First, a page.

Frontiers: Essays and Writings on Racism and Culture


286 pages
Contains Bibliography
ISBN 0-920544-90-8
DDC 305.8'00971





Reviewed by Raj S. Gandhi

Raj S. Gandhi is a sociology professor at the University of Calgary.


Nourbese Philip, the great, courageous African-Canadian writer, has
produced some 26 beautiful pieces of writing (including the
introduction) in the form of essays, anecdotes, reports, and letters. In
“Who Is Listening?” she identifies her influences: “Male, white
and Oxford-educated, he stands over my right shoulder; she is old, Black
and wise and stands over my left shoulder—two archetypal figures
symbolizing the two traditions that permeate my work.” Such gems are
scattered throughout her book, which reads, in turn, like a monologue, a
personal memoir, and journalistic critique.

In her essays and writings on racism and culture (1984–1992), Philip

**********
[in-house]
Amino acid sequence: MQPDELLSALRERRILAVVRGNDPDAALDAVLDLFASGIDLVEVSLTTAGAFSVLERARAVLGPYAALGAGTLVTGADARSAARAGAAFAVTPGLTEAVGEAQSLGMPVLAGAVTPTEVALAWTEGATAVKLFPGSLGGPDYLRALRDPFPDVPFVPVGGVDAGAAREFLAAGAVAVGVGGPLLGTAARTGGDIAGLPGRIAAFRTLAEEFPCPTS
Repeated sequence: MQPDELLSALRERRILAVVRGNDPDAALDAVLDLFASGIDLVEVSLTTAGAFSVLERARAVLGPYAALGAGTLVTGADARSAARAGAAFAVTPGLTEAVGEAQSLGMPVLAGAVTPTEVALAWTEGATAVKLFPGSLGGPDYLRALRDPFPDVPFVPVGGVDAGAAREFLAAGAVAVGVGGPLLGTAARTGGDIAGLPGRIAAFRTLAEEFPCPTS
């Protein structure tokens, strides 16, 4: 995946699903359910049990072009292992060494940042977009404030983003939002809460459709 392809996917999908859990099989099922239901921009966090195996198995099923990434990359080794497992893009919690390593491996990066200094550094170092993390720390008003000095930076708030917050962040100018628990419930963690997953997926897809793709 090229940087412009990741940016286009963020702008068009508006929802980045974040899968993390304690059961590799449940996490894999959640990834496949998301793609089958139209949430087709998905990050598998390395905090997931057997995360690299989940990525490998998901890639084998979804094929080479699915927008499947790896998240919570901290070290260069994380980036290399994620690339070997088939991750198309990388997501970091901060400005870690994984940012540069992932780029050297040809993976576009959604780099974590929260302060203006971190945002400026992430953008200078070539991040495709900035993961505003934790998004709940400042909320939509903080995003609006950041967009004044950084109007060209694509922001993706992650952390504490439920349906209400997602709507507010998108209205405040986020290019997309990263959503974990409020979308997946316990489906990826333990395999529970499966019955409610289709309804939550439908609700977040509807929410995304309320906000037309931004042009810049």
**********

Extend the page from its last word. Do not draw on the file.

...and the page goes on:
succeeds in making her voice heard in the midst of the loud noise of
Canadian “multiculturalism”; she is the “other artist,” and she
makes it known that she will not be excluded. She notes that “racism
has never been assigned a central place in the West. As an issue it has
remained remarkably absent from debates on economy, society or polity;
racism, in fact, has never been as privileged a discourse as
censorship.” Philip’s essays not only broach the subject of racism,
they project a detailed, unconventional exegesis of the problem. And we
are tempted to ask, will these kinds of analytical and accusatory essays
open the doors of white Canadian privilege?


Philip, M. Nourbese., “Frontiers: Essays and Writings on Racism and Culture,” Canadian Book Review Annual Online, accessed July 21, 2024,